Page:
UPS made the move to cut costs. They know the problems of interval-based maintenace — sometimes you don’t find the problem until it’s already too late. A UPS spokeswoman said that the company is aiming for an effective condition-based maintenace system that can reduce the amount of time that critical equipment is out of service for repairs.


We got a chuckle from this list of 34 Signs You’re Living in the Real World of Maintenance from Reliable Plant.

Among our favorites …

We have a couple of machines that vacationed in Hawaii on frequent flier miles built up on parts air-shipped in for them.

We discussed whether it was possible that a machine could need so much ongoing maintenance, that it was theoretically never available for production.

There was a role clarification meeting between operations and maintenance management, and it seems like the outcome was quite clear. It’s definitely their job to break the machines, and our job to fix them.


We’re excited by all developments in hybrid/electric/alternative fuel vehicles. What’s good for the planet is good for all of us. Hopefully the time will soon come when these cars are a viable, economic alternative. We got one step closer this week as the Ford Fusion was driven 1,445 miles on a single tank! We were pleased to read that this was the standard model with no special alterations for the test. We hate it when they get some suped-up version for these tests that’s nothing like the one a consumer can actually buy.


Our faithful blog readers know that IntelliStick is on the 3,000 Mile myth bandwagon. With the data we get back from our IntelliStick we can see that it isn’t necessary to change your oil every 3,000 miles. We know it, the state of California knows it, and more and more drivers are catching on, too.

But we thought it was a Monday morning typo when we saw a 30,000 mile oil change headline. 30,000? Even to us, that seems a little out in left field. You’d better be sure that if we put one of those filters in our car and attempted a 30,000 mile oil change that we’d have our IntelliStick telling us what was really going on with our oil. Actually, that might be an interesting experiment for the IntelliStick engineers …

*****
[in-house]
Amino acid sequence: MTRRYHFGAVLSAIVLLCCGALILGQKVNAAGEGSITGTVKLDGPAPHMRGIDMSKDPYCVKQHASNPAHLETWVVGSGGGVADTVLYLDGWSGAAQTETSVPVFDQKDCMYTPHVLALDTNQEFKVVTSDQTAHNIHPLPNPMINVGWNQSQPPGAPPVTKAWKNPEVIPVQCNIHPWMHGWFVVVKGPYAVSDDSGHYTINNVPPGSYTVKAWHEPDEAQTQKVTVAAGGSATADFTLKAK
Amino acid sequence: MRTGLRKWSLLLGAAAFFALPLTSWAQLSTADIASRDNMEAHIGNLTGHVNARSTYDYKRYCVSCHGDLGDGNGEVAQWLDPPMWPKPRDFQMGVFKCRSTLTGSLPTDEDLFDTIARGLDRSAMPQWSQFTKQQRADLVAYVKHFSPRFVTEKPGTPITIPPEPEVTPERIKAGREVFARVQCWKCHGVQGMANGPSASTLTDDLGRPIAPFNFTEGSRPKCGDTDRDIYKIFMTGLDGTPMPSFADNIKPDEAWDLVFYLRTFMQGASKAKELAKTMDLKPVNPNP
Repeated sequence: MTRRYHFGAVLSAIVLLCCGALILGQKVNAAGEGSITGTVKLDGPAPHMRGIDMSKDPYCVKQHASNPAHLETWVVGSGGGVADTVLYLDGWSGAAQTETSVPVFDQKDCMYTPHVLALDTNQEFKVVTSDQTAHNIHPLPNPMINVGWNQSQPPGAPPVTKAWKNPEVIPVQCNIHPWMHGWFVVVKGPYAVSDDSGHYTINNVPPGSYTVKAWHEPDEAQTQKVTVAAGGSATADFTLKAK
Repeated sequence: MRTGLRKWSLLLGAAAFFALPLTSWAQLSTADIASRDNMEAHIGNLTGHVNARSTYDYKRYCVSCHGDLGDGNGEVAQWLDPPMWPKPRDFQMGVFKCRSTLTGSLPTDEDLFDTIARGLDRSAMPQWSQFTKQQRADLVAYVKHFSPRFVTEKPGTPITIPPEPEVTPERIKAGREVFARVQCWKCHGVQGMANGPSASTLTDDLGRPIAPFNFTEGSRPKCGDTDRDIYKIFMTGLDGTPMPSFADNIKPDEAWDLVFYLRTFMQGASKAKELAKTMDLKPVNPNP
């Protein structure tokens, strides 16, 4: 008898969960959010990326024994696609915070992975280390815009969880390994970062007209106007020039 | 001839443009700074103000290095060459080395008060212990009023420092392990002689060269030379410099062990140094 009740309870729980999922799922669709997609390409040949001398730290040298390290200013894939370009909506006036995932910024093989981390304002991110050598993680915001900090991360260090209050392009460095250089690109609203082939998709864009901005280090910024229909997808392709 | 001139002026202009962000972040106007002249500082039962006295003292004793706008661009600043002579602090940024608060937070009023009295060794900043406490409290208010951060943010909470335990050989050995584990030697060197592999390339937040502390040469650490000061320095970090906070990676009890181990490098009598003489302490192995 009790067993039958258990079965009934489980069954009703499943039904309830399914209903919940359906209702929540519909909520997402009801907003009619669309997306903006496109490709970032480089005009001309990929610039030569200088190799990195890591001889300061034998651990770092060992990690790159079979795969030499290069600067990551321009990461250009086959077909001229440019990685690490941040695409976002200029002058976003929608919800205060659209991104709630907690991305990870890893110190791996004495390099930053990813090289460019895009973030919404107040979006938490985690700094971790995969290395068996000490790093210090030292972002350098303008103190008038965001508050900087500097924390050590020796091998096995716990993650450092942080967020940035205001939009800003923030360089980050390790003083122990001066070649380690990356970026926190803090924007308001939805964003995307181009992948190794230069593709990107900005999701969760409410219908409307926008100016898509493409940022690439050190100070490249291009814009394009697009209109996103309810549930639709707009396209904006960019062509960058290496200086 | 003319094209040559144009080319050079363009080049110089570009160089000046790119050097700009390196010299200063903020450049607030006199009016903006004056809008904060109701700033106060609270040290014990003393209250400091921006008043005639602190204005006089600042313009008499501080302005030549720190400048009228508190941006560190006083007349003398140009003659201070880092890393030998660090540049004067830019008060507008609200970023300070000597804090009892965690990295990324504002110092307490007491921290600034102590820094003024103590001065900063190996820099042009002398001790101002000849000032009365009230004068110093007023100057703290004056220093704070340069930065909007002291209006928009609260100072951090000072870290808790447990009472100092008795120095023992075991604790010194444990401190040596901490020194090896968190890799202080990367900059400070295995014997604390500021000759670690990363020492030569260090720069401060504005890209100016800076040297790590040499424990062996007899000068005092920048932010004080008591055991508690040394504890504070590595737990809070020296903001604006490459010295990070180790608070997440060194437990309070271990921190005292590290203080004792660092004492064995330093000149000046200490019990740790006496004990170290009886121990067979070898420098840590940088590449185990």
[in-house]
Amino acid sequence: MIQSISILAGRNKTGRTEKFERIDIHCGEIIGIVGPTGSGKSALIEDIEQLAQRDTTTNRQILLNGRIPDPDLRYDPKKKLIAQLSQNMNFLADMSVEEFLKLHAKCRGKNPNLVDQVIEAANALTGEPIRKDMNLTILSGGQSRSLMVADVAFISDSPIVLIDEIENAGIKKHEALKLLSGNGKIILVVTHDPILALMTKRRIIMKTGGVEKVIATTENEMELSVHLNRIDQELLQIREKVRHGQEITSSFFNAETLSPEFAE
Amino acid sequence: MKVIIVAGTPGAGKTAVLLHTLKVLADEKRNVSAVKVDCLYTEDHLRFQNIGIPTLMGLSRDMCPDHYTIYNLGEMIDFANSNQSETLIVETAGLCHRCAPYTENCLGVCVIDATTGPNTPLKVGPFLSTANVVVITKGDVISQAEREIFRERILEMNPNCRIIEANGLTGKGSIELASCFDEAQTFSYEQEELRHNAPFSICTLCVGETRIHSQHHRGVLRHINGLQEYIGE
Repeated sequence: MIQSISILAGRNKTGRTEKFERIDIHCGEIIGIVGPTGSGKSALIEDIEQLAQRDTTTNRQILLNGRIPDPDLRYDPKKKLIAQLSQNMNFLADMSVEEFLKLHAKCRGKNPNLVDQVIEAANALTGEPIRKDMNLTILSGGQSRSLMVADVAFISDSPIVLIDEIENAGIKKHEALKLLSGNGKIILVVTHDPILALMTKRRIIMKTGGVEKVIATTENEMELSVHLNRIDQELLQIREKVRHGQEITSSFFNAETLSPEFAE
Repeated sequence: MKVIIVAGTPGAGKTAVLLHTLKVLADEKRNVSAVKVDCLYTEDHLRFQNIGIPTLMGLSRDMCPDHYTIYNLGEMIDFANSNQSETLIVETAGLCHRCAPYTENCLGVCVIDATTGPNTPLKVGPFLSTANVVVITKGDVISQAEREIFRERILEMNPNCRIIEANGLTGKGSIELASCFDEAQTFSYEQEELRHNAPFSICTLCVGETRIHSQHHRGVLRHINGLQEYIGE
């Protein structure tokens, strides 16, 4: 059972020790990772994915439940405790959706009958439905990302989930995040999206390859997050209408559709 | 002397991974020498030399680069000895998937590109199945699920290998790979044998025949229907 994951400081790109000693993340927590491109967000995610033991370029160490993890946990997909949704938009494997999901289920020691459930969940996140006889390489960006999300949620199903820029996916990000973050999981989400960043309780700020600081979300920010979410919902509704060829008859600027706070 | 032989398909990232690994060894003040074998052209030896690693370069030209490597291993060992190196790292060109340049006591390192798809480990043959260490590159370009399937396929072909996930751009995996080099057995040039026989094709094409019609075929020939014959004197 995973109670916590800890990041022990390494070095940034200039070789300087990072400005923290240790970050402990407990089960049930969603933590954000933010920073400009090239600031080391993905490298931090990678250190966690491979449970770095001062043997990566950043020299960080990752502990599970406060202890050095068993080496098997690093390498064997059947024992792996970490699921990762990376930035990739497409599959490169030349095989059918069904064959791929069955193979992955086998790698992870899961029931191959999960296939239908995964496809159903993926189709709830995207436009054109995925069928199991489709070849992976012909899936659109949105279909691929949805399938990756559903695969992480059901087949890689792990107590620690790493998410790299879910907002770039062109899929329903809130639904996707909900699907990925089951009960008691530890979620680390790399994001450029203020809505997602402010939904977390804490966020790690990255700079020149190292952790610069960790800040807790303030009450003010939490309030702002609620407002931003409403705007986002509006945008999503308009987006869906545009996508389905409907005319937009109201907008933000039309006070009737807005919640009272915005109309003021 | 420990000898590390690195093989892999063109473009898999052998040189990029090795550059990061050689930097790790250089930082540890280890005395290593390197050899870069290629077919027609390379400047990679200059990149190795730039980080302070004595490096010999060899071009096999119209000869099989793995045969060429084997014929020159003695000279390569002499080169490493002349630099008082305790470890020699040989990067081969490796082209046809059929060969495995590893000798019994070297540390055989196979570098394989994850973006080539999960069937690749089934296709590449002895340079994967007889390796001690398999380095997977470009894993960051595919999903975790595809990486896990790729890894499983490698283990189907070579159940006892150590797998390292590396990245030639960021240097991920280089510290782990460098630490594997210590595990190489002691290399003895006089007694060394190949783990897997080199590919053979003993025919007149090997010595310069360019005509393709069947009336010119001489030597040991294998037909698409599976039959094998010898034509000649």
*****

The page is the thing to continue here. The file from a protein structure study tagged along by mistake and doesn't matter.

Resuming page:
nascarWhen we first saw this Wall Street Journal article about a Nascar team spending $10 million to develop a new oil for it’s cars, our first thought was “whoa, that’s a lot of money.” Then we saw that they’re claiming it gives them an extra 10 horsepower (which might not sound like much, but these races often come down to a fraction of a second). Plus, just one win at a big race would more than recoup those costs — when you factor in the prize money, sponsorship deals, etc.

All of this begs the question — are expensive oils really better for the average driver? We know people who swear by synthetics and others who claim it’s best to keep what you’ve got and maybe supplement it with an additive package. It’s gratifying to us when we hear back from an IntelliStick customer who has tested out different oils in their car and has been able to determine what oil actually is the best for them, in their car and with the way they drive.


“The Harley-Davidson image is the antithesis of predictable. No schedules.harley-davidson No plans. No boundaries. No cares. The unknown lies around the bend. Just strap on the helmet, fire up the engine and ride….
The Harley-Davidson manufacturing image, however, is all about predictability. No surprises. No bottlenecks. No breakdowns. No downtime. What lies ahead is known. Just turn on the production equipment and create.”   read more

This excerpt is from a recent article in Reliable Plant about the impressive predictive maintenance system in place at the Harley plant outside of Milwaukee. We appreciated the comments from the plant’s maintenance manager about reactive maintenance or “fire-fighting” and how this seems to be rewarded in corporate America — but that Harley understands that it’s even better if you can keep those problems from occurring in the first place.